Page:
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  1. Technology
March 19, 1996


By CBR Staff Writer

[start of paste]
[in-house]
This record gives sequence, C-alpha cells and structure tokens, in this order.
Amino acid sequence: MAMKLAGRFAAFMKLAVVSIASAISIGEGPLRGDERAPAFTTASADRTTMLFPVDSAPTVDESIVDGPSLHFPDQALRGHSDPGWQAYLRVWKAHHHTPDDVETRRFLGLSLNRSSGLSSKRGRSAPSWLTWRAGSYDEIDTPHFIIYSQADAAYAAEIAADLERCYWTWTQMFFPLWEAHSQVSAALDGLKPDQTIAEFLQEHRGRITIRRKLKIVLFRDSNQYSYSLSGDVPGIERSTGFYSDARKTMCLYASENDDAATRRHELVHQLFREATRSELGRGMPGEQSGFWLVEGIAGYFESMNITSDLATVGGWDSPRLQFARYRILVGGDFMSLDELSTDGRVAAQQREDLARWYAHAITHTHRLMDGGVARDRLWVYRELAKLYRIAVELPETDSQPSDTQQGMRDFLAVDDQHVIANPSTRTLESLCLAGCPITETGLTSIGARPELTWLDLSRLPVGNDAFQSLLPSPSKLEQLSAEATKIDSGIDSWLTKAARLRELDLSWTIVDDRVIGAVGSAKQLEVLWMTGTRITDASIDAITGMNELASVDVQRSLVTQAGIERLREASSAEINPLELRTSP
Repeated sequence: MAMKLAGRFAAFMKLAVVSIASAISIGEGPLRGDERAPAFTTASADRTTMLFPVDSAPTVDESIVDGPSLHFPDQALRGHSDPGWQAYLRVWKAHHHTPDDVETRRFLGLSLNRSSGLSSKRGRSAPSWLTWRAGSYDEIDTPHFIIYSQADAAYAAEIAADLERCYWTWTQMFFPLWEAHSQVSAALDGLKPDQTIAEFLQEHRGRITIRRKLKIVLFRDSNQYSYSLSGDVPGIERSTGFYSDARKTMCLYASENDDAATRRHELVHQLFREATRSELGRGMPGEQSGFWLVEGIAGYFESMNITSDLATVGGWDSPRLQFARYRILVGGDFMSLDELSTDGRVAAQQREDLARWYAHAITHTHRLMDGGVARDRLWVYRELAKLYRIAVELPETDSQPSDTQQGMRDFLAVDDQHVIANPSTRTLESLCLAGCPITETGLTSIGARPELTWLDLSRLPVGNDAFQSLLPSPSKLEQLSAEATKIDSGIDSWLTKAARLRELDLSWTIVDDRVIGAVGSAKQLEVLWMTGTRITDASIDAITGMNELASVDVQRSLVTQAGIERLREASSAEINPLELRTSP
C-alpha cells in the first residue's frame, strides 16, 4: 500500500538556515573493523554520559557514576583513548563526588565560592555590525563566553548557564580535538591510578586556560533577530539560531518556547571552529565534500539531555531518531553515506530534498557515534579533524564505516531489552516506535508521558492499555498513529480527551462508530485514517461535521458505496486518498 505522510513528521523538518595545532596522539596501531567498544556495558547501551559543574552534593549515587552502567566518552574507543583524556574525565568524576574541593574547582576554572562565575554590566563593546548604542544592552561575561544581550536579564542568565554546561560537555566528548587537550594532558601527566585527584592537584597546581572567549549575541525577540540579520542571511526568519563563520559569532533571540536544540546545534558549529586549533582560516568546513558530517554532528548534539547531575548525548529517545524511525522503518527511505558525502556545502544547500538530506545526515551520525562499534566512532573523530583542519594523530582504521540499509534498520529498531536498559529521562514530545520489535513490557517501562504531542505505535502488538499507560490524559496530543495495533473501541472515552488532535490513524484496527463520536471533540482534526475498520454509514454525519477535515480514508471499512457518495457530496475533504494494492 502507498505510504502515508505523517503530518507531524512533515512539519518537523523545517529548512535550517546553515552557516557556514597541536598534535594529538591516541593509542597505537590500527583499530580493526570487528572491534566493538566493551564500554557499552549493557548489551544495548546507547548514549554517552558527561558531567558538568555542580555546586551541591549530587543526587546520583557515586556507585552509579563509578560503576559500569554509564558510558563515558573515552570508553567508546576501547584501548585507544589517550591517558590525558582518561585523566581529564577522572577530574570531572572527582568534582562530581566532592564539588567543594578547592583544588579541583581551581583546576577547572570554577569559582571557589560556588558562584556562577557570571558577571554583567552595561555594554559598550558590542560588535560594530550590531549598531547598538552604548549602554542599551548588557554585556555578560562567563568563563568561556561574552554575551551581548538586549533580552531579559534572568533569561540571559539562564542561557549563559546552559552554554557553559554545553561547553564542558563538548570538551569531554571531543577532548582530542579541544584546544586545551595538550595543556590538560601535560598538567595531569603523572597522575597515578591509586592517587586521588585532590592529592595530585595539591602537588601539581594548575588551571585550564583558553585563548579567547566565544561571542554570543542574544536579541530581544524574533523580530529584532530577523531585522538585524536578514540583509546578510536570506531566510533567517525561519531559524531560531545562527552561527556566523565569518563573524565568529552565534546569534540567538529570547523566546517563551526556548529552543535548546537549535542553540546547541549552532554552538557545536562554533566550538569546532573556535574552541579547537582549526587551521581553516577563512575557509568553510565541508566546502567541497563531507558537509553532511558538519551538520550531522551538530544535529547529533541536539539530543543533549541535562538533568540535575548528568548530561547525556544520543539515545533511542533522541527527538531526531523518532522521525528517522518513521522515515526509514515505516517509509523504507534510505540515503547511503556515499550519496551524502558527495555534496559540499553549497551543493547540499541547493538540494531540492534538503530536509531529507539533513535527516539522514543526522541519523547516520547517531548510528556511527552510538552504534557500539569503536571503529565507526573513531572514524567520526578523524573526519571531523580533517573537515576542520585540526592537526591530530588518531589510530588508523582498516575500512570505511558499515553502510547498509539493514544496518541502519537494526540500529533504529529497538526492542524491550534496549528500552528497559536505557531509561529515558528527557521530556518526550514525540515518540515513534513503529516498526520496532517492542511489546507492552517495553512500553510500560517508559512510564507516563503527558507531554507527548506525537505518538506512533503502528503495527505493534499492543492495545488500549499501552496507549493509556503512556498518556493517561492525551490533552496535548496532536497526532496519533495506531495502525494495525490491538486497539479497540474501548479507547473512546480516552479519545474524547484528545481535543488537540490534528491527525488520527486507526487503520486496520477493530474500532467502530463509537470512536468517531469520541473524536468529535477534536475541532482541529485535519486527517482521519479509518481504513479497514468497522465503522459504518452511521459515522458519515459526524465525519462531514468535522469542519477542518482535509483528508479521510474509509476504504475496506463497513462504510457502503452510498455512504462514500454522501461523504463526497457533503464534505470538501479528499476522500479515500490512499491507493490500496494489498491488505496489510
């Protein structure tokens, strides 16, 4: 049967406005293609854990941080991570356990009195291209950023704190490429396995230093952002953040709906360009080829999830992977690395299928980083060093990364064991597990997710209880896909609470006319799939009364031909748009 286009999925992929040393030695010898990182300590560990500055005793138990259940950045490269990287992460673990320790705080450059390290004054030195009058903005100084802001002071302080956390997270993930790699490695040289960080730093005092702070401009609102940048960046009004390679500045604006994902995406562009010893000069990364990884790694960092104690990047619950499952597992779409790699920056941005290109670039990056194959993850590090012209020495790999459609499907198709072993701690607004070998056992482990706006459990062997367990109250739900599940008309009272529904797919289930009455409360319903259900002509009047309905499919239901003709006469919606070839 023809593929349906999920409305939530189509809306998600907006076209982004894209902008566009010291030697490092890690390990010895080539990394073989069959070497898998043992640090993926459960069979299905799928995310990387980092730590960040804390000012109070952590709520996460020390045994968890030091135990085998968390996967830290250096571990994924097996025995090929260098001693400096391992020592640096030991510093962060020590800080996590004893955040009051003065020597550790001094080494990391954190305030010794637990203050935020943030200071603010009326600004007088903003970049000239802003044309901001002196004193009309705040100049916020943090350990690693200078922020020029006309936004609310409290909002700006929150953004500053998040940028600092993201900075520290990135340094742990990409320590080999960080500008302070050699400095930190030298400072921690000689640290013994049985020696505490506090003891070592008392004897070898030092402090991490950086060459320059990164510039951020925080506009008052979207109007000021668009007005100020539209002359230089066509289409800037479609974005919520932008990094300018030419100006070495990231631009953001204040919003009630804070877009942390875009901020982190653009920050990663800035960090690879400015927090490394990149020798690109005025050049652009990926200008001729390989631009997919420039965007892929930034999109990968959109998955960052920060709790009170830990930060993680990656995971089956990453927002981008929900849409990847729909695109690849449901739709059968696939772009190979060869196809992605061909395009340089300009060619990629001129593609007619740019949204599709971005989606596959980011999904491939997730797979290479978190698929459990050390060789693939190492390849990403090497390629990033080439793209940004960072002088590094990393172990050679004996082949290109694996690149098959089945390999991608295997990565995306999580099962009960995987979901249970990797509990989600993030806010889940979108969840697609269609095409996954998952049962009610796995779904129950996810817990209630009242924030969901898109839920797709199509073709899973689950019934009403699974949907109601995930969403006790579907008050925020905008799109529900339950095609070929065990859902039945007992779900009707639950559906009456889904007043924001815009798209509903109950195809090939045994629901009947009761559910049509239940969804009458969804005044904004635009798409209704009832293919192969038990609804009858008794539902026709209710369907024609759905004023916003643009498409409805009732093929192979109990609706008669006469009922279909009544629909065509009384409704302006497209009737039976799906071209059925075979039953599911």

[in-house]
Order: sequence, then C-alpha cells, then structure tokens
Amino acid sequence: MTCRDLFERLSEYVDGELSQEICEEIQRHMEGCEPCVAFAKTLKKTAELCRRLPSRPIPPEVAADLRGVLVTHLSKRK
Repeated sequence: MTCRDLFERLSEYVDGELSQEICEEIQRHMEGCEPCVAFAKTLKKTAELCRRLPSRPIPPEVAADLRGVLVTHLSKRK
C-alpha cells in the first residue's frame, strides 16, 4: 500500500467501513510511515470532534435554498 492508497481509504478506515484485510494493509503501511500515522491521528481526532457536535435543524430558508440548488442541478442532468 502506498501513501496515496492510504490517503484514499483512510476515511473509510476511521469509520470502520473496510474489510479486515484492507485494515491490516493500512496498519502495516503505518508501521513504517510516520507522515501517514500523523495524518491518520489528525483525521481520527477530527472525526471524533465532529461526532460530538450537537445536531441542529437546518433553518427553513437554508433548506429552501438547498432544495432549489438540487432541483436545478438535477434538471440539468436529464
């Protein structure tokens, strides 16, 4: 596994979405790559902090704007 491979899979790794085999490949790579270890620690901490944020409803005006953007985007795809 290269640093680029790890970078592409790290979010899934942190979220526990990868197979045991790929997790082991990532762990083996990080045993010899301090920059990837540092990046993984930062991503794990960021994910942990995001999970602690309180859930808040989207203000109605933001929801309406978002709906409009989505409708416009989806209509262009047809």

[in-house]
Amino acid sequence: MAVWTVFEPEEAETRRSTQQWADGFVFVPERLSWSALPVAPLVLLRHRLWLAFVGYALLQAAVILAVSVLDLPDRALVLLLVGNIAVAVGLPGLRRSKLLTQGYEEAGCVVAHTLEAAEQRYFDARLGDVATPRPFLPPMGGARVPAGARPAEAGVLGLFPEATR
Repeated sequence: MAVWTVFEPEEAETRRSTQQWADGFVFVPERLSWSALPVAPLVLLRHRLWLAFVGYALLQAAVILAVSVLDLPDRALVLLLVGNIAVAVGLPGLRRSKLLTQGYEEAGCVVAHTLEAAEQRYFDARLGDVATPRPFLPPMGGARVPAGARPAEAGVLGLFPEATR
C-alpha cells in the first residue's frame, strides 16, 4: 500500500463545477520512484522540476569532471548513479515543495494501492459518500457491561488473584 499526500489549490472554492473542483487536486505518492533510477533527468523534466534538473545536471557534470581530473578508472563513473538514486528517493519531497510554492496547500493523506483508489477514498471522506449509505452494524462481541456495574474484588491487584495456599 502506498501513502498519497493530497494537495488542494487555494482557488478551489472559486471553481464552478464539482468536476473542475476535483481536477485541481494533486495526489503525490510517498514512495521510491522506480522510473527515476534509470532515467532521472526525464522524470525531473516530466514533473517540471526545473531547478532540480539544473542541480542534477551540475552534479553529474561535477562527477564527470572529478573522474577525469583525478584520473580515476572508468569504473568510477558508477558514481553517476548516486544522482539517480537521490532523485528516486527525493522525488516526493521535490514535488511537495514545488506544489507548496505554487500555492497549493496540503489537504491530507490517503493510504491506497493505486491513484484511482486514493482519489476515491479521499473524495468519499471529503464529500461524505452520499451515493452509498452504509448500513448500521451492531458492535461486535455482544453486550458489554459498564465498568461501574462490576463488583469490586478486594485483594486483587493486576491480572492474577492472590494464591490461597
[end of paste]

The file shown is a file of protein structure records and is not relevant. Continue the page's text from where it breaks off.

Disk doubler company, Programmed Logic Corp of Somerset, New Jersey, released SnapShot, its Unix file system module for the StackFS Stackable File System file on March 15. Snapshot freezes versions of a file while enabling a second version to be modified. StackFS is Programmed Logic’s pseudo-file system architecture enabling features to be layered on top of existing file systems without having to modify the underlying operating system. Instead of managing data on a disk, StackFS adds services such as Snapshot on top of existing file systems. Adding new file systems to working file systems, preserving data integrity and compatibility with existing file formats are therefore avoided, it claims. StackFS appears like any other file system mounted on top of different parts of a file system hierarchy. Applications access files through StackFS, which in turn forwards file operations to the underlying file system. Based on an object- oriented, stackable file system module, it works much like commands in a shell pipeline, the company says. SnapShot and other modules can be combined to provide additional semantics for existing file systems. SnapShot is mounted over other file system types such as Programmed Logic’s High Throughput File System. Other StackFS modules work by intercepting all attempts to access files within a snapshot and saving copies of the original contents of a file before applying any changes to that file. Access to files through SnapShot is translated into access to files in the underlying file system or in a save area. Privately- owned Programmed Logic, staffed by a bunch of ex-Bell Labs and Unix System Labs employees, claims it has a bunch of StackFS OEM customers in hand. As well as its TeraFile Unix file system, which provides 32-bit access to files larger than 2Gb size, other modules in the pipe will be used to merge multiple parts of a file system tree (now in beta test), file mirroring and a caching semantics. SnapShot is up on most Unix servers; prices start at $2,000. Clients cost from $500. Programmed Logic has released the third generation of its High Throughput File System journaling file system, including a DTP core compression plug-in. It’s up under UnixWare 2.x at from $2,000 per server. Solaris and System V.4 MP versions are to follow.

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